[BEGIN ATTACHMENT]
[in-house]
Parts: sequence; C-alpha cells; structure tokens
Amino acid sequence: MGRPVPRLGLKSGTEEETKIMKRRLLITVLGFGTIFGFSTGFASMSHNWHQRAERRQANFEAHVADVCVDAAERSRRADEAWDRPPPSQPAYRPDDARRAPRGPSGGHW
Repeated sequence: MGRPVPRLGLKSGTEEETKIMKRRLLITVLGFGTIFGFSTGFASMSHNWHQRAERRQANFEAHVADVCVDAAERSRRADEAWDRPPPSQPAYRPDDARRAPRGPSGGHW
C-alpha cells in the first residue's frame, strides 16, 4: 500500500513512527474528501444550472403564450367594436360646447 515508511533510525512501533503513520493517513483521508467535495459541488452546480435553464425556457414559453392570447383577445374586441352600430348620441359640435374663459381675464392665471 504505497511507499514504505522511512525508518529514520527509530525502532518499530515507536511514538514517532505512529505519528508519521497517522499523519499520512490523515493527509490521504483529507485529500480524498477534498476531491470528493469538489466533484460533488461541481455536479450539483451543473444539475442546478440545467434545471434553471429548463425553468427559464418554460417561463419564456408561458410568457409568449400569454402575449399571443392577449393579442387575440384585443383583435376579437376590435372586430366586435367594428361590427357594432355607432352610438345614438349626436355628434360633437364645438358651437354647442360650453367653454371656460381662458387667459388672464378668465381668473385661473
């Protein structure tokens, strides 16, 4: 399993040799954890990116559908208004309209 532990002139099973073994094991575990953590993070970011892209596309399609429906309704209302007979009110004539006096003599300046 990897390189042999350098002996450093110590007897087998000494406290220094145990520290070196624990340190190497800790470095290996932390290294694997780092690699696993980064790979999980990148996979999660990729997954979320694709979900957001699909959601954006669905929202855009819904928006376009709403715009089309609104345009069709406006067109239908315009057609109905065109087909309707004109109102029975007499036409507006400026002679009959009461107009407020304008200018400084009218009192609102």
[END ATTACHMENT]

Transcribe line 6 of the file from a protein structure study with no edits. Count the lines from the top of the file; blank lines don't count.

């Protein structure tokens, strides 16, 4: 399993040799954890990116559908208004309209 532990002139099973073994094991575990953590993070970011892209596309399609429906309704209302007979009110004539006096003599300046 990897390189042999350098002996450093110590007897087998000494406290220094145990520290070196624990340190190497800790470095290996932390290294694997780092690699696993980064790979999980990148996979999660990729997954979320694709979900957001699909959601954006669905929202855009819904928006376009709403715009089309609104345009069709406006067109239908315009057609109905065109087909309707004109109102029975007499036409507006400026002679009959009461107009407020304008200018400084009218009192609102």